Veterans hit the green fairways to cushion the blow


Christopher Cordova was a captain in the US Army in 2009 and is stationed in a remote area of ​​northern Afghanistan when hundreds of Taliban soldiers armed with machine guns and rocket-propelled grenades were attacked during the dawn hours of October 3. Combat Outpost Keating from the surrounding mountainous outposts.

Under heavy fire, Cordova performed a blood transfusion for hours on the battlefield to keep a seriously wounded soldier.

Cordova, 43, has since retired from the military as a major, but she often mirrors the Kamdish battle, even while on the golf course, where the Silver Star Medal winner embraces the healing ingredients the sport can provide to soldiers with physical or cognitive issues.

The Mechanicsville, Maryland native was among 20 veterans from across the country invited to participate in the PGA Hope (Helping Our Patriots Everywhere) picnic at the Congress Country Club on Monday. The event featured players of different skill levels from all branches of the military at the 18-hole venue in Bethesda, Maryland, which has hosted major tournaments, including the US Open, the PGA Championship and the Women’s PGA Championship.

“The split is something I try to talk about,” Cordova said. “It’s like I’ve been in some of the most horrible situations in the world, the worst places on the planet, and these photos are with me. They are not gone, and I vividly remember those locations.”

“However, here I am at another stage of my life in one of the most exclusive and pure country clubs in the country. Life is crazy.”

Cordova, MD, an assistant physician orthopedic surgeon based in Colorado, serves as a PGA Hope ambassador, helping to increase interest in golf and its healing properties for veterans who may not be aware of it. PGA Hope is the flagship military program of PGA Reach, the charitable arm of the US PGA.

The rehab program works with more than 7,500 veterans at 215 locations annually, according to PGA Hope. Congress has hosted the PGA Hope tournament since 2017 and is scheduled to run until 2037, when the Ryder Cup will be contested there for the first time.

Cordova and other ambassadors from across the country spent a week on the outskirts of the capital learning the specialized techniques needed to help veterans suffering from PTSD, traumatic brain injury and other forms of trauma reintegrate back into their communities through the game of golf.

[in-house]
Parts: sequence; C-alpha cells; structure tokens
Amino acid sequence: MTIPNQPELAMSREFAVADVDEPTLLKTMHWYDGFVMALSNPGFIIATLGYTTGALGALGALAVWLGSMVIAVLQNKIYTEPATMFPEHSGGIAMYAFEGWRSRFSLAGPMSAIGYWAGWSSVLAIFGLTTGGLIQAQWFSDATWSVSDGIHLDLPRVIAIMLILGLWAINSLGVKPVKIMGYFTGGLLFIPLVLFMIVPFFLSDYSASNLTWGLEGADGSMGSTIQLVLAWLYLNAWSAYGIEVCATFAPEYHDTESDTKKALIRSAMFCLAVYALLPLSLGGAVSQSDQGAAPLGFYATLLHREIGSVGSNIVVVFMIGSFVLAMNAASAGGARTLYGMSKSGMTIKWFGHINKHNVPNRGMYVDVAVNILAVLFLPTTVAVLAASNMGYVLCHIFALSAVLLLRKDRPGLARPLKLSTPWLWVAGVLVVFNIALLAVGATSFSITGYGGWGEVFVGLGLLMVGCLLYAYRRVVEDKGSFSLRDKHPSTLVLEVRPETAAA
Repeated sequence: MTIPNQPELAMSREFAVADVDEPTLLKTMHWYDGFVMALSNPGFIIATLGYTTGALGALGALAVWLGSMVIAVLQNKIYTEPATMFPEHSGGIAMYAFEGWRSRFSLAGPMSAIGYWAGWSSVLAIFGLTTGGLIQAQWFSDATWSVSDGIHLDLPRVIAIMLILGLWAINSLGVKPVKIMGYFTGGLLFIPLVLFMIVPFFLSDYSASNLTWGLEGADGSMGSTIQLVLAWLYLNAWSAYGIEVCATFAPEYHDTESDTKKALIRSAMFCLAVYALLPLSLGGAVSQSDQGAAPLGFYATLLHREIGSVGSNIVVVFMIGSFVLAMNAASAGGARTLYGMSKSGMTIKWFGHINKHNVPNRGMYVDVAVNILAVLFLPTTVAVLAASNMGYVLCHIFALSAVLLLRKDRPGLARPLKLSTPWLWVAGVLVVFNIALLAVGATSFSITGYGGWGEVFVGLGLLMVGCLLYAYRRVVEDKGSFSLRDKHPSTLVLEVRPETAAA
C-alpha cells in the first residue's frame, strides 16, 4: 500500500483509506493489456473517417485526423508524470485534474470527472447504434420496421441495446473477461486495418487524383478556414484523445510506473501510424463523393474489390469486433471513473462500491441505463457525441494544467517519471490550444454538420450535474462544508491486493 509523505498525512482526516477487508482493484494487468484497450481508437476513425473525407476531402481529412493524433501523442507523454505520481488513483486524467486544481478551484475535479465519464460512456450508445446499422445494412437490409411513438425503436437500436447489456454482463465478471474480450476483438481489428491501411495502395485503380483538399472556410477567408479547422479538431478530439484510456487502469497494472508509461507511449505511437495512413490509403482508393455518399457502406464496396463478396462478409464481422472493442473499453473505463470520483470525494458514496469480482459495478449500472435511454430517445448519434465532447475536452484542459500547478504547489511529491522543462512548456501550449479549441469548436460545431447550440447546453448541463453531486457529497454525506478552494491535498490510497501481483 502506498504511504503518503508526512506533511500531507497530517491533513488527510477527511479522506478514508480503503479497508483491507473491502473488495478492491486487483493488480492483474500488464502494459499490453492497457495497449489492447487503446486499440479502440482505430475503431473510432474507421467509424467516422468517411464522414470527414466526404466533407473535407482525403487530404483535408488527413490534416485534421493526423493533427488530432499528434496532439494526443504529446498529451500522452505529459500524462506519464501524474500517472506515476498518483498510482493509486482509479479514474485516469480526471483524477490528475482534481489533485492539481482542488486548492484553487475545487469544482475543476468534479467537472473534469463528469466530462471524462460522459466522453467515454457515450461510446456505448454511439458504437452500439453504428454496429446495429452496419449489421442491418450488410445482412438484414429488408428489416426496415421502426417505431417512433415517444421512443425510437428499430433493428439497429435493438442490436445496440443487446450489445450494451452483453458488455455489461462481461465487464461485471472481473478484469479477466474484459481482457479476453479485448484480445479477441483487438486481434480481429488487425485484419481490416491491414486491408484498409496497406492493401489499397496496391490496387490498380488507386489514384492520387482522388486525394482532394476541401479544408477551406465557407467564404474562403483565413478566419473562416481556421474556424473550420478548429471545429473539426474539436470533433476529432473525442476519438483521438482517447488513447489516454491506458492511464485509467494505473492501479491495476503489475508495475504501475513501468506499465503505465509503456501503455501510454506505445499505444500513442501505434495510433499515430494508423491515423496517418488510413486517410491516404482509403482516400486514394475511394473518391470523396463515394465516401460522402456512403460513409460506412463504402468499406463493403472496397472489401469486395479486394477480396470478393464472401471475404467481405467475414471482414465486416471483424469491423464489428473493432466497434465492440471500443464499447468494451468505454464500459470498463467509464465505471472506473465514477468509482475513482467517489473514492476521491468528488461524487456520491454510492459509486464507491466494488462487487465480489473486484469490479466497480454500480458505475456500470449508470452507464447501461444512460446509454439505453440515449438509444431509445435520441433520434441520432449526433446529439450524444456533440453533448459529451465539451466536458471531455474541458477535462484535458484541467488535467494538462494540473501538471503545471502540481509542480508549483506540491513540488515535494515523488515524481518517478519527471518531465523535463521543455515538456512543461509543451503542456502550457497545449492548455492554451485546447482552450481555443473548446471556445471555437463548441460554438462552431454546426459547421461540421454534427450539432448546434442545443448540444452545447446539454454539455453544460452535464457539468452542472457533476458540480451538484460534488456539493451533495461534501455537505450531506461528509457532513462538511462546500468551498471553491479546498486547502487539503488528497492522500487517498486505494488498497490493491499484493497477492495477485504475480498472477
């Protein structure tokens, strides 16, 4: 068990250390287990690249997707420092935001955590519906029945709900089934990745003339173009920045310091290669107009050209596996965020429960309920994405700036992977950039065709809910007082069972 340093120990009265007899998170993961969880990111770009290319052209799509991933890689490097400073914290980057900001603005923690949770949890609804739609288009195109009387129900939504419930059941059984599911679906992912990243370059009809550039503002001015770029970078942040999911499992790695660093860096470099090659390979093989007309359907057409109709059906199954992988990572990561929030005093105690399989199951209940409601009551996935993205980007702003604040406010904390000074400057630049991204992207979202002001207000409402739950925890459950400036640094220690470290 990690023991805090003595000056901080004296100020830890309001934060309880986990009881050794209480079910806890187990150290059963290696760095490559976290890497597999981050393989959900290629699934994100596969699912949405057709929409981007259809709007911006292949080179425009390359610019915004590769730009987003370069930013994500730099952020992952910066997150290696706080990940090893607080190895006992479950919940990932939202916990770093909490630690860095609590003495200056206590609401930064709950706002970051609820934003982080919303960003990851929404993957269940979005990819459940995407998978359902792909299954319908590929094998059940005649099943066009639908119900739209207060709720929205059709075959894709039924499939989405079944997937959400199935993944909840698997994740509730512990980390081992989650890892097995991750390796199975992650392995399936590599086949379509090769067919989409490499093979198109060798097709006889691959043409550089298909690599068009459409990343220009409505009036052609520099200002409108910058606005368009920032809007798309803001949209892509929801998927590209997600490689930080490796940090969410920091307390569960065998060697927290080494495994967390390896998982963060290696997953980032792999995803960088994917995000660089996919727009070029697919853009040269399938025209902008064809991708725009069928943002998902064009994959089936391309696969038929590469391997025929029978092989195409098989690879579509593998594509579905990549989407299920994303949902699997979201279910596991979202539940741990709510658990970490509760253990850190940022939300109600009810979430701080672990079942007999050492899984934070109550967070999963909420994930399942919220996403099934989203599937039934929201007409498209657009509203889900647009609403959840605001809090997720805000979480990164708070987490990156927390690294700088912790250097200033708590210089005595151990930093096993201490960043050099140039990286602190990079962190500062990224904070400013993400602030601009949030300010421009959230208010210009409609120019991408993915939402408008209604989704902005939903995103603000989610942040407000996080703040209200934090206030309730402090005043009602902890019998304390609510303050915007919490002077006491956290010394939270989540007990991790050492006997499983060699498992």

Like many amateur golfers, the game challenges Cordova’s ability to smooth out his reflexes from one shot to the next.

“I look back after a run and say, ‘Man, I really don’t like how I responded to this situation,’” Cordova said. in my feelings.”


An earlier version of this article mistakenly stated that Chris Novak is 59 years old. He is 57 years old. This version has been corrected.

Chris Nowak, a 57-year-old who served as a corporal in the Marine Corps, first hit a golf ball after having his right leg amputated in a practice accident in 1987 while teaching a course in San Antonio. Since 2017, he has been the Military and Veterans Liaison Officer at PGA Hope.

In high school, Nowak was drawn to ice hockey in part because of the rush he might get from violent crashes. He described golf as very quiet.

The injury made him feel isolated and away from the sports he loved to play. At the time, veteran services were limited, and PGA Hope did not exist.

“It was a tough transition,” Nowak said. “I didn’t have much going on in my life after I lost my leg. I always thought I was going to be an athlete and woke up one day after getting shot, and I don’t have a leg. What are you going to do?”

“I was left there alone.”

So, one afternoon, Nowak, on a whim and not being hindered by anyone with a connection to the game he had avoided in his youth, decided to go to a local training ground.

From the moment the club hit the ball, Novak remembers becoming hooked and eager to pass on the restorative benefits of the sport to other injured veterans.

“I really needed to get something in the mental space,” he said before setting out on Monday for a group that included Cordova. “I played golf one day, and I was like, ‘Wow, this works. I have to do something with it. It just clicked with me, and I knew that the healing value in this game was just what the veterans needed.”

Calm veterans can test Through golf, Jodi Alvarez, a teaching professional from the American PGA, was initially attracted to the program. The Director of Instructions at Monarch Country Club in Palm City, Florida, has been working with injured veterans for nearly 15 years.

Alvarez helped create half a dozen PGA Hope programs in South Florida. In 2019, the PGA of America awarded her the Patriot Award, awarded annually to a PGA member who goes above and beyond in a veteran’s commitment through golf.

Although not a veteran, Alvarez has family members who served in the US Navy. I also witnessed firsthand how wounded soldiers were lifted from the simple acts of swinging a stick, no matter where the ball ended, and walking along a driveway during a sunny morning, like Monday in Congress.

“When you hear a suicidal veteran who’s paralyzed from the waist down, and they’re in the middle of their swing, and they go, ‘This is a really great day, thanks for wearing this,'” Alvarez said, “and adds, ‘I haven’t felt this good in a long time. Then you do your job. “

Veterans dealing with trauma can get more information about the PGA Hope programs by going to

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